• Peeling Back The Years: "My appreciation of Lonnie Donegan’s work was greatly enhanced by my father. For whatever record I was listening to, he used to come and fling the door open on his return from work and say, “Ah, Lolly Dollygen” – like this. And of course the fact that he called him Lolly Dollygen enraged me, as he must have known it would, and confirmed me in my admiration for the great skiffler."


  • 12 February 1988 (BFBS): Duane Eddy And The Rebels: 'Peter Gunn (LP-Especially For You)' (Jamie) (JP:: 'The very best record of all time, as far as I'm concerned. In case it sounded a bit scratchy to you, the reason for that is that it's a bit scratchy because I played it from the LP that I bought when it first came out and used to play it at home, and when it got to...the twangy guitar bit in the middle, I just turned it up, louder and louder and louder as it went on twanging. My dad used to go mad, banging on the wall, either that goes or I go. That's the reason why it sounds very scratchy, but particularly at that point.')
  • 23 December 1988 (BFBS): (JP: 'Hilbury Island plays a large part in my domestic mythology because, when my dad was a lad, he tried to swim out to it and strained his heart: not enough to make life difficult for him, but it meant that he couldn't do much by the way of sport and so forth.')


  • 07 April 1990 (BFBS): (JP: 'When I was a child, I used to think that my mum and dad were going to spontaneously combust because they drank a great deal and smoked heavily as well.')
  • 20 March 1992: On the subject of football: 'It's been a bad week for football, to go briefly back to that, because in midweek I saw Ipswich losing to Watford at Portman Road and then of course there was Liverpool's defeat by Genoa in midweek. My father was a small businessman in Liverpool [and] would never do business with the Italians and I used to think this was an unreasonable attitude to take. Until this week.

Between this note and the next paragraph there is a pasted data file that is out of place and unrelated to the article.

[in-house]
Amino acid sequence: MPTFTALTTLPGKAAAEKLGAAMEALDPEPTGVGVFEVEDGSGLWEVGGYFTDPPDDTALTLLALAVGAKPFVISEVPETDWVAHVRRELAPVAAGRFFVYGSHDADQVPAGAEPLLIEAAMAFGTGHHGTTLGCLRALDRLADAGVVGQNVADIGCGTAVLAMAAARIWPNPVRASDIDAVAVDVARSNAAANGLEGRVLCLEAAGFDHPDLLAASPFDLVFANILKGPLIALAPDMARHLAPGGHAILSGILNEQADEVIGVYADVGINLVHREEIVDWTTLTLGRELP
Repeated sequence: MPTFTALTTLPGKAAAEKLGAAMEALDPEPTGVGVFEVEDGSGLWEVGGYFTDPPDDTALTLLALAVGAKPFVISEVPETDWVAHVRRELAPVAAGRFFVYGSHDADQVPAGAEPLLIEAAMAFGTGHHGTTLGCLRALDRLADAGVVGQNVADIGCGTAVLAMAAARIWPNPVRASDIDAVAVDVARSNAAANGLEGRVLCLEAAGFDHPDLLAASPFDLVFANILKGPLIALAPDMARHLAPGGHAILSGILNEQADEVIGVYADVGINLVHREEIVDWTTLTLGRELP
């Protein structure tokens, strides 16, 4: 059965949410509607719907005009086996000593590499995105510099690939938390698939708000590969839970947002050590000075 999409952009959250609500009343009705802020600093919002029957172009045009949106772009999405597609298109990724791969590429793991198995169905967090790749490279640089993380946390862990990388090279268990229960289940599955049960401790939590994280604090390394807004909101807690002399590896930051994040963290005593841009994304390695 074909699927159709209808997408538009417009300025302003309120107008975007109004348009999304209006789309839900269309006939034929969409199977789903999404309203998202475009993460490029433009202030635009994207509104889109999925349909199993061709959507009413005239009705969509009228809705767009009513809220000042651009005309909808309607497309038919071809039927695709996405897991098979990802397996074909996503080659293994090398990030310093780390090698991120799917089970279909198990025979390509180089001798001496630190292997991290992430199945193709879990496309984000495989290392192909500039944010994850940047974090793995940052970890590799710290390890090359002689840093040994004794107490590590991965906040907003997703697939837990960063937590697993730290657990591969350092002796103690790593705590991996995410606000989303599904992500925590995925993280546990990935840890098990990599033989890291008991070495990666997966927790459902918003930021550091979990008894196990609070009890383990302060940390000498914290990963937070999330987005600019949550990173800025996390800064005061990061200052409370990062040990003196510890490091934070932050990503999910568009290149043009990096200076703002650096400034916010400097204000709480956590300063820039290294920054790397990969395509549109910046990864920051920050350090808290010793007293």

• 12 August 1995 (BFBS): Anecdote concerning Peel's father and his visit to see John in North America,where he mentioned picking him up in Quebec, Canada and driving him and his step-mother to America on a road trip, describing his step mother as not likeable and his father not being impressed by his work of place, where he worked as an office boy.
  • Travels With My Camera: Autobahn Blues: "They were always really nice to my brother and me, yet there we were in Cheshire while our father was tussling with "the Hun" in North Africa. We were taught to hate Germans – still are by some politicians – but I couldn't really believe in the wickedness of an entire nation. So years ago, when I was asked to do radio programmes here, it seemed like a chance to make a small contribution to a healing process."
  • 19 February 1997: (JP: 'Almost everything that I tried to do when I was a child and an adolescent was described by my father as "half-baked," and I'm pleased to have a track called Half Baked to play, but he's not here to hear it.')
  • 25 September 1997 (BFBS): (JP: 'I wish I believed in an afterlife, I really do. I mean, I'd be much cheered up at the prospect. Obviously, the older you get, the more you'd like to know that there was one, but I don't really believe in it. And if there was one, I wouldn't be one of those people who wanted to meet Shakespeare, 'cos for a start, you wouldn't understand him, would you? He'd be chatting away, in apparently some kind of rural West Country accent, and saying things. "What? What was that? What are you trying to say, mate?" But what I would like to do is sort out mundane things, like sort out with my dad whether he wanted me or my brother Frank to have that Welsh dresser (Frank got it, needless to say). And also, on a more serious level, to apologise to him for being such a terrible, inconsiderate and selfish son.')